When it comes to wild camping, packing the right gear is essential. For a bike tour, you may wish to consult this cycle touring kit list. For a multi-day hiking trip less equipment is required but it is best to be equipped.
You may want arguably the best tent in the world to sleep in. You could pack a reliable sleeping bag. Some folks even carry cooking utensils.
Shelter, warmth, sustenance
Ultimately, you need warm clothes on your back, food in your belly and shoes on your feet. The rest is optional. There is a great tradition of vagabondage and tramping in many countries.
Motivated by necessity, as tramps often are, moved to spiritual pilgrimage like the saddhus of the sub-continent or inspired by the act of walking for its own sake, sleeping outside remains the same.
Under a hedgerow wrapped in a blanket, under the stars on the banks of the Ganga or cocooned in a four-season sleeping bag in a tent, sleeping outdoors presents the same practical challenges.
Kit List For Sleeping Outside
Here’s a concise kit list for sleeping outside during wild camping:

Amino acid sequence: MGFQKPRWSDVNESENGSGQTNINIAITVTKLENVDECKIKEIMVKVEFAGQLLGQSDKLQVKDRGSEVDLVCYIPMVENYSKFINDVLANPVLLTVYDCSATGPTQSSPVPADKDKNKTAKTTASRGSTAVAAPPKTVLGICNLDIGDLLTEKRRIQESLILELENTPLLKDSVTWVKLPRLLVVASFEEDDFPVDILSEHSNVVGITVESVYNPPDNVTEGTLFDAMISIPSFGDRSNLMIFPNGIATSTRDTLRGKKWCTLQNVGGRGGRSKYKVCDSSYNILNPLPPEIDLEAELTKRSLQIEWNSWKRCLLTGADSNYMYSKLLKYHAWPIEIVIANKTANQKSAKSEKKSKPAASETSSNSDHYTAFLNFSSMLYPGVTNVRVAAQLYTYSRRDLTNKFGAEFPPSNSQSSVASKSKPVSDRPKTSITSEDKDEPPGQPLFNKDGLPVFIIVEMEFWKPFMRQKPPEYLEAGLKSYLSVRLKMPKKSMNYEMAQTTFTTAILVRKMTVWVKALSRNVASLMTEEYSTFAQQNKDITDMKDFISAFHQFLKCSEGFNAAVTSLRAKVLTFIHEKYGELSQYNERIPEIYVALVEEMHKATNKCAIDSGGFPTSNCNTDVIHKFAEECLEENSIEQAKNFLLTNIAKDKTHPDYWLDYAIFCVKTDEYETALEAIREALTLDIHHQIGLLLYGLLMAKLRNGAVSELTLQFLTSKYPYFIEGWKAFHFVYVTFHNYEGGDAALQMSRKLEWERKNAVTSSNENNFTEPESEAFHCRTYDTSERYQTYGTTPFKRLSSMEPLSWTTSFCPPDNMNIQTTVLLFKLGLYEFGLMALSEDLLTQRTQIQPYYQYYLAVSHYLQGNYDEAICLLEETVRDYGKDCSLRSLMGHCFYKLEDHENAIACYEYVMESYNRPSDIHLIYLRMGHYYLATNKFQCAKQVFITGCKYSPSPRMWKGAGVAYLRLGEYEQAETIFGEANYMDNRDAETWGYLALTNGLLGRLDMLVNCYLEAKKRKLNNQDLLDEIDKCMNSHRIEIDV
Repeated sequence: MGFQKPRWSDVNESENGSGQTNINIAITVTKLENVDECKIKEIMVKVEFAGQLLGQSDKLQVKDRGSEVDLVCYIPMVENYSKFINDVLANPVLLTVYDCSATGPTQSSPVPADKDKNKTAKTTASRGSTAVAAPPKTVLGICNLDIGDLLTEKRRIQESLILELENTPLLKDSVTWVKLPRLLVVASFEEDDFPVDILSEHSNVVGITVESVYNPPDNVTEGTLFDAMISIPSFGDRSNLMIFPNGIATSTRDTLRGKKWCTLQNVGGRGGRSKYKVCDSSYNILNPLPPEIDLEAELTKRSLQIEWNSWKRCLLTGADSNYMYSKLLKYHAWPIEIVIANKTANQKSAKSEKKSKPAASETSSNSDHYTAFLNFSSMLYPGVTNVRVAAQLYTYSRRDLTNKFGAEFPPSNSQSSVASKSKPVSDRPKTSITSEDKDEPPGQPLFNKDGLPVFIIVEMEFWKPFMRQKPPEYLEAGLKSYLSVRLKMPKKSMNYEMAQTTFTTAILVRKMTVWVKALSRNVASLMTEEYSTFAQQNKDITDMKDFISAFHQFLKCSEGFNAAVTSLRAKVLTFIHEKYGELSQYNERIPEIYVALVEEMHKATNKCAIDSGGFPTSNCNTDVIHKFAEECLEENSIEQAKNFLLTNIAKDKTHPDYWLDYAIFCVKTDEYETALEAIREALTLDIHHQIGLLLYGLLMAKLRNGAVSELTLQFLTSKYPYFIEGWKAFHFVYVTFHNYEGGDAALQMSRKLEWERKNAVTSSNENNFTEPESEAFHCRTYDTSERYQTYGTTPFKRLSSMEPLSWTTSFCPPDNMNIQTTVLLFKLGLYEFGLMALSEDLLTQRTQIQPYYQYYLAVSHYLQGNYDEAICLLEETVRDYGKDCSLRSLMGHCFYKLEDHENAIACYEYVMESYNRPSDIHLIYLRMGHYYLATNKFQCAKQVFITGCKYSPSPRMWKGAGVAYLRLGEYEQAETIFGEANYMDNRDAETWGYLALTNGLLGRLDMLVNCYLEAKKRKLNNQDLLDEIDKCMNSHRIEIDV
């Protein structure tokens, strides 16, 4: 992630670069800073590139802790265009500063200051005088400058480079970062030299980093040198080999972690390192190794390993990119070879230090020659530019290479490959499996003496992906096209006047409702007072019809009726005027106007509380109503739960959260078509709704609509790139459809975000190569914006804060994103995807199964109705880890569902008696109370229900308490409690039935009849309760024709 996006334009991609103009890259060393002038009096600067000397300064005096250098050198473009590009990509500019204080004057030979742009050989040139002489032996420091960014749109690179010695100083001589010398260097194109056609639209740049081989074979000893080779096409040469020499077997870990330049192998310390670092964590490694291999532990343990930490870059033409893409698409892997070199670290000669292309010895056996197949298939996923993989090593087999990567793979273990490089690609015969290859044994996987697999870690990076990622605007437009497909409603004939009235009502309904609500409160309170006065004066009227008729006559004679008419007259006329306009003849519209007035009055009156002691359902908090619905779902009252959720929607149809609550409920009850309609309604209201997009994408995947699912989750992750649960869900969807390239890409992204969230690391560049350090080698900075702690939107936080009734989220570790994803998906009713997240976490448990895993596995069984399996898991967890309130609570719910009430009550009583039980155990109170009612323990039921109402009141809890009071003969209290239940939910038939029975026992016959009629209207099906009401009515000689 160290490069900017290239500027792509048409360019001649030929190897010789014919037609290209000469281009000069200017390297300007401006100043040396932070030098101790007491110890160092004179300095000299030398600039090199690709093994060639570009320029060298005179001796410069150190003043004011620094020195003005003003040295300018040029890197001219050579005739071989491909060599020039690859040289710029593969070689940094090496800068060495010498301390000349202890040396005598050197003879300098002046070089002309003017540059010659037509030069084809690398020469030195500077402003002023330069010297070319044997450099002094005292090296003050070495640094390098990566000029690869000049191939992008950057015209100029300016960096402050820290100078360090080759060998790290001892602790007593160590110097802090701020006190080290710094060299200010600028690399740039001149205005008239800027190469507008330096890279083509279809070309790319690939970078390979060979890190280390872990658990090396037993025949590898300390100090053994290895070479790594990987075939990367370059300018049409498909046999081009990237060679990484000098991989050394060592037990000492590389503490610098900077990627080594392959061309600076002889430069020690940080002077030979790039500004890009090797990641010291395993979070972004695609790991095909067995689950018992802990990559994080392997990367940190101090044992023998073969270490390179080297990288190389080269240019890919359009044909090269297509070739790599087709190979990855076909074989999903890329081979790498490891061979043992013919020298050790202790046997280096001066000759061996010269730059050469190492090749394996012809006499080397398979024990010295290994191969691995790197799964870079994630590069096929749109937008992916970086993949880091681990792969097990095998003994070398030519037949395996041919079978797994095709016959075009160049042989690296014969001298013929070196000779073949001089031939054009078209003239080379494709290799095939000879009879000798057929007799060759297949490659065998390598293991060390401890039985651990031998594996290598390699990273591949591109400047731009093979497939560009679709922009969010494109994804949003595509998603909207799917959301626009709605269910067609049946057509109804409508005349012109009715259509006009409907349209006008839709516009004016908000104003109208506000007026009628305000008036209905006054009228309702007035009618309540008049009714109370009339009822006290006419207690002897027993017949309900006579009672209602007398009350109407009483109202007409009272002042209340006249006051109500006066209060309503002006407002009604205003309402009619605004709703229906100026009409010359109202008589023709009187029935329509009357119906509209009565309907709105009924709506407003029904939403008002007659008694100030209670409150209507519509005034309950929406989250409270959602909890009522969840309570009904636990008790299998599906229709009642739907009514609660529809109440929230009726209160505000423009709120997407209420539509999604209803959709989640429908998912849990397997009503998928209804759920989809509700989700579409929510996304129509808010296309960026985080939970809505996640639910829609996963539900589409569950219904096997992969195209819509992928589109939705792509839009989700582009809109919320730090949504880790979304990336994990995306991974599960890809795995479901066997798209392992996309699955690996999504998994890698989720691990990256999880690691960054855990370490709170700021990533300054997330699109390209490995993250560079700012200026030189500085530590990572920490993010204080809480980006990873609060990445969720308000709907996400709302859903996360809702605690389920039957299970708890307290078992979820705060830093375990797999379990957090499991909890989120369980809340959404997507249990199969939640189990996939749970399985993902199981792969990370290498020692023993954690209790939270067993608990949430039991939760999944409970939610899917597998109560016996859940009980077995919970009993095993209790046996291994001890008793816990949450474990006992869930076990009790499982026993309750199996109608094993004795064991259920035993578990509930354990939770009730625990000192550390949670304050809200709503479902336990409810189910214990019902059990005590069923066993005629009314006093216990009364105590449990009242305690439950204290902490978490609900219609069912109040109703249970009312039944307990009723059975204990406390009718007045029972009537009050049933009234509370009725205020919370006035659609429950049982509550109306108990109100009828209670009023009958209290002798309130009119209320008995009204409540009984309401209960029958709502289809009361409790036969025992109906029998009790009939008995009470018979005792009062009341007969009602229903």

Tent, Hammock or Bivvy Bag
A reliable shelter to protect you from the elements and provide a comfortable sleeping space is perhaps top of the list for long-term travel. For cooler climates in remote wilderness here’s a selection of the best bikepacking tents.
Choose a high-quality sleeping bag suitable for the expected weather conditions, ensuring warmth and comfort. I use a Rab Neutrino 200 for most of the year in the UK and Europe.
Go for synthetic if you want the option to wash it yourself. Plump for duck-down if you favour a lightweight option and don’t mind the dry cleaning.
Sleeping Pad or Mat
Quite brilliantly, Andrew (The Clown), who set up my Dawes Galaxy at Spa Cycles recommends cardboard salvaged from supermarkets.
Essential for navigating in the dark and handling tasks at night. I’ve used many of these in the past. Cheap and cheerful and brand names. The reality is that you’ll lose it eventually and have to replace it. Purchase accordingly.
I wouldn’t be without mine for reading books at night.
You’ll have a torch built into your phone so keep that charged. Otherwise, get a real torch. These can be mounted as bike lights should you have need. Depends on the weight/space/duration of trip conundrum.
A lightweight and compact pillow for a comfortable night’s sleep. Really? Apparently, they’re a thing so why not…
I tend to roll up my clothes if I’m in a tent, I use my pack if I’m not. A bundle of foliage is usually within reach.
A compact camping stove, lightweight cookware, and utensils for preparing meals. I’ve used the MSR WhisperLite, Beer Can Stove and a variety of the gas canister variety.
For most of my long-distance solo cycle tour, I didn’t need/use a stove at all, boiling water for tea being a minor exception in Europe.